It’s late December again and in the journalism business that usually means it’s time to crank out a few best of lists; often, they are exhortations for some tech gadget that aims to make life fun, productive, and easy. The following best of list focuses on a darker side of the wide-scale technology revolution underway around the world.
Russian intelligence operatives turned social media platforms into the latest battleground in information warfare. A scientist in China bowled over ethical standards to create babies with hereditable edits to their genomes. Militaries around the world studied swarms as a new way of waging war. There was a lot to write about on the disruptive technology beat this year. The following represent some of the best Bulletin takes.
The promise and peril of military applications of artificial intelligence
By Michael C. Horowitz
The promise of AI—including its ability to improve the speed and accuracy of everything from logistics and battlefield planning to human decision making—is driving militaries around the world to accelerate research and development. This overview introduces a five-part series, each piece of which explores a different aspect of the AI-driven revolution in military affairs now underway. All these pieces are worth your time.
Designer warriors: Altering conflict—and humanity itself?
By Brad Allenby
Modern war doesn’t look like the wars of the past that featured big battles resulting in lots of deaths. Instead, Brad Allenby argues, it looks more like the “campaign Russia is waging against Ukraine, the Baltic States, and the US domestic political process”–a cyber-technology-driven “whole of society” attack on adversaries. Governments are using artificial intelligence and newer technologies like social media to enhance everything from their soldiers to their warfighting strategies.
Synthetic biology: A call for a new culture of responsibility
By Ali Nouri and Shahram Seyedin-Noor
Bacteria with sensors to detect pollution? The interdisciplinary field of synthetic biology has churned out some undoubtedly positive innovations, but has also created some new risks like the ability to more easily create pathogens or toxins. Ali Nouri and Shahram Seyedin-Noor write that with new tools such as enhanced software for bioengineering and artificial intelligence applications, “It becomes clear that even a novice without formal scientific training could eventually use these tools, for good or evil.”
The White House shallowfake: Press secretary uses manipulated video in war against press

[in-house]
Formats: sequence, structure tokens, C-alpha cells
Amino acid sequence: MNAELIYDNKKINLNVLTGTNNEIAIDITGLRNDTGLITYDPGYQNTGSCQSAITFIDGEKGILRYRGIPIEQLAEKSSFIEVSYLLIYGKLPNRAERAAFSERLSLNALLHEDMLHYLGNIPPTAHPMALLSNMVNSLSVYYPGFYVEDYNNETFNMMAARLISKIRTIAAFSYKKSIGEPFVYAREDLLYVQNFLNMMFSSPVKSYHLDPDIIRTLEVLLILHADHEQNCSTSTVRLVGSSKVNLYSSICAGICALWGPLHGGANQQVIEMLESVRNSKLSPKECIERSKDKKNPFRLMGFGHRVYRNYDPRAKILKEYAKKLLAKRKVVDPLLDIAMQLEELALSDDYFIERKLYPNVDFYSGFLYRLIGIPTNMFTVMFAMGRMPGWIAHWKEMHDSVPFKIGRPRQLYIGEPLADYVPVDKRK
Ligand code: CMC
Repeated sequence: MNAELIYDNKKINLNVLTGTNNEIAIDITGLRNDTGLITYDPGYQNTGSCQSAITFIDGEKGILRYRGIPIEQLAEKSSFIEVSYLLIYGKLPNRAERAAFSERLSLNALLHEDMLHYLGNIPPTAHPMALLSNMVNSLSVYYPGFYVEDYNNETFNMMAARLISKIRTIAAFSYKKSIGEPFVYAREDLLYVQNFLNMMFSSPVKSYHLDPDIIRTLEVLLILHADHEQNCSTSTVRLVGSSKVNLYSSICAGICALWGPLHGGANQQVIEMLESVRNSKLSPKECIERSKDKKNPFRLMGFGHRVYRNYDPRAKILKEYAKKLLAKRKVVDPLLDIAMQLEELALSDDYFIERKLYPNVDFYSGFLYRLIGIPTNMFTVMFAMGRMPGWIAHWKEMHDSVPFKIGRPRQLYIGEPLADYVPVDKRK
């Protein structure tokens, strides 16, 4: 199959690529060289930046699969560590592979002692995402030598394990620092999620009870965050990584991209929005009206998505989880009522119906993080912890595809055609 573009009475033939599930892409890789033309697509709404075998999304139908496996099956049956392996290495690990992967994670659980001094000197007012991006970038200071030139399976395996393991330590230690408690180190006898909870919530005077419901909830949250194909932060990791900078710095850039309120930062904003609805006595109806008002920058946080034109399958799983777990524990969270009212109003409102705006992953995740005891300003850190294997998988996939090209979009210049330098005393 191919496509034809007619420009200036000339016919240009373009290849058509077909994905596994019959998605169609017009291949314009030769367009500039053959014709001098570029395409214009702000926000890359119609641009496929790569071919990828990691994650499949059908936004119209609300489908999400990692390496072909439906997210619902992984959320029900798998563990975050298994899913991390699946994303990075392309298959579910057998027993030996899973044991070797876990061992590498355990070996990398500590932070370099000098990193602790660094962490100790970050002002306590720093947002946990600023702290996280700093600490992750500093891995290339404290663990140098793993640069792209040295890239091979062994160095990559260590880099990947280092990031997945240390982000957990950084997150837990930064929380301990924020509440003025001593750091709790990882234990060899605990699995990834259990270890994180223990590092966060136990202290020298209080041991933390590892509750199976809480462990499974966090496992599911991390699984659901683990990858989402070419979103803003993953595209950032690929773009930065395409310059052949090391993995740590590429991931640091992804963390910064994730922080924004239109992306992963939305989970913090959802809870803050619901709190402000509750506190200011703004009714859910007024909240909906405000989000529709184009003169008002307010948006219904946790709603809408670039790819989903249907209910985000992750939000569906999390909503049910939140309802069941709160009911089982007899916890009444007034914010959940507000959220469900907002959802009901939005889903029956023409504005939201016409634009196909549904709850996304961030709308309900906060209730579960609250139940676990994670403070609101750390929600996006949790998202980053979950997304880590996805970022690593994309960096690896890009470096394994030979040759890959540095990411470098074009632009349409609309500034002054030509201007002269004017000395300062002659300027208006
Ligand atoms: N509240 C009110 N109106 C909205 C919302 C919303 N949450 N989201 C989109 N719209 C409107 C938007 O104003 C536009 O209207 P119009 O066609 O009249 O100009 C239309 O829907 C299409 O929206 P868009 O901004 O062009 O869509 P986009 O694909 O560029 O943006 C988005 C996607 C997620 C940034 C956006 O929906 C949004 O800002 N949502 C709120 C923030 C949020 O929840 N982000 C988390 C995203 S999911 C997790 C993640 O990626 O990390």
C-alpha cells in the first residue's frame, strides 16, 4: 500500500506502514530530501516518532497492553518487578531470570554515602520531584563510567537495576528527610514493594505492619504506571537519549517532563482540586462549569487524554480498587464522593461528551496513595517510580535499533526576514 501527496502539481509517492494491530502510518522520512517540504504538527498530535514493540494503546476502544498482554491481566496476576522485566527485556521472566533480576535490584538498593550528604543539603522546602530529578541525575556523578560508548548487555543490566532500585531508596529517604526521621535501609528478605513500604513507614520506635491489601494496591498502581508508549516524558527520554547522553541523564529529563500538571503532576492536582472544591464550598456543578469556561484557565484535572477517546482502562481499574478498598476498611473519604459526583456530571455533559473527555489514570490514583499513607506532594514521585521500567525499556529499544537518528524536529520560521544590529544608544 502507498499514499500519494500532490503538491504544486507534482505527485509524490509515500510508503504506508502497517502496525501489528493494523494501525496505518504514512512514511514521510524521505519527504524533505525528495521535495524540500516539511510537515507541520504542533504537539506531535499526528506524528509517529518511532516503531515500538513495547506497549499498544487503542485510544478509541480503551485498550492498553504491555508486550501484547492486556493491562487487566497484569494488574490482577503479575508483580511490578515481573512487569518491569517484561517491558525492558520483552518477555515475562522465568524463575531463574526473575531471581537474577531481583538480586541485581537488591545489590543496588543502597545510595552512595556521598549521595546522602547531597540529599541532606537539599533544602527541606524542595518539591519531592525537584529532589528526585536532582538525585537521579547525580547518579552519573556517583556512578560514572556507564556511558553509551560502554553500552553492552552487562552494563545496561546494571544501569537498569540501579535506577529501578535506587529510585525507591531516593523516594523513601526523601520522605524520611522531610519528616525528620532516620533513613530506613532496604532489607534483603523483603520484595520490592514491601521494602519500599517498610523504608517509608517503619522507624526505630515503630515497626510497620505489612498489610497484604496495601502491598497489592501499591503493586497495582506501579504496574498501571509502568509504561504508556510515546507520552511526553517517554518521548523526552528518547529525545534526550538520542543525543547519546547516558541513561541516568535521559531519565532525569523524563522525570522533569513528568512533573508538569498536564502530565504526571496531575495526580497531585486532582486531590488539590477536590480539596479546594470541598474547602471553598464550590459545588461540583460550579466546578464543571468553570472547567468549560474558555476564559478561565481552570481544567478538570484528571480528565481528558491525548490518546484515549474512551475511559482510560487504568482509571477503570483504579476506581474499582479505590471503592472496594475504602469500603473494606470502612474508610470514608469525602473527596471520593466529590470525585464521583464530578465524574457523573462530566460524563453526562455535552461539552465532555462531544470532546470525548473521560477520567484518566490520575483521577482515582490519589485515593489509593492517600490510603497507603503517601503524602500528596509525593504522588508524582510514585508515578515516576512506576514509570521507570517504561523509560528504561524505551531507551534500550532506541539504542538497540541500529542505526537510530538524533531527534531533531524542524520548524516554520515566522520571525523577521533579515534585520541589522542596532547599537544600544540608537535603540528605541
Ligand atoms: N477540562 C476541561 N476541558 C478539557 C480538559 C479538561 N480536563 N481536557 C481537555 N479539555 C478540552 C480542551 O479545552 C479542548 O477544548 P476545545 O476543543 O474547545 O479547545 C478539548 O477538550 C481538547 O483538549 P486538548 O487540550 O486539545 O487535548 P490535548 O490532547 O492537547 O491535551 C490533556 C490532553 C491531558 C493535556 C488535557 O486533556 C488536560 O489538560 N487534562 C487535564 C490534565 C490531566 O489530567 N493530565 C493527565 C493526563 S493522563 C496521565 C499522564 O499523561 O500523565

By Dawn Stover
In a recent well publicized spat, the White House revoked CNN reporter Jim Acosta’s press badge, alleging he pushed an intern. The White House even had evidence. The press secretary posted a video on Twitter showing Acosta seemingly shoving a woman as she reaches for a microphone. Only it wasn’t real. While not as sophisticated as a so-called deepfake, a technique to alter video to make it appear a celebrity is saying something he or she didn’t, the White House shallowfake, as author Dawn Stover calls it, further demonstrates how some use digital technology to manipulate public opinion and weaken democratic institutions like the press.
Chinese twins are allegedly the first “genetically edited” babies
By Matt Field
He Jiankui, a US-trained Chinese researcher, shocked the world when he announced he’d used CRISPR gene editing technology to alter the genomes of embryos that were carried to term. Jiankui disregarded the scientific community’s concerns over the ethics of gene editing, especially hereditable gene editing. His announcement quickly overshadowed everything else at the major scientific conference he was attending and became international news.
How swarming will change warfare
By Paul Scharre
While often conceptualized as soulless killing machines, in truth the US military drones in circulation often require teams of operators in remote locations. All of that is changing as autonomous, artificial-intelligence based drone technology, particularly swarming drone technology, makes progress. Smaller high-tech nations will benefit the most. But, Paul Scharre argues, the most important change will be the “way militaries organize and fight on the battlefield.”
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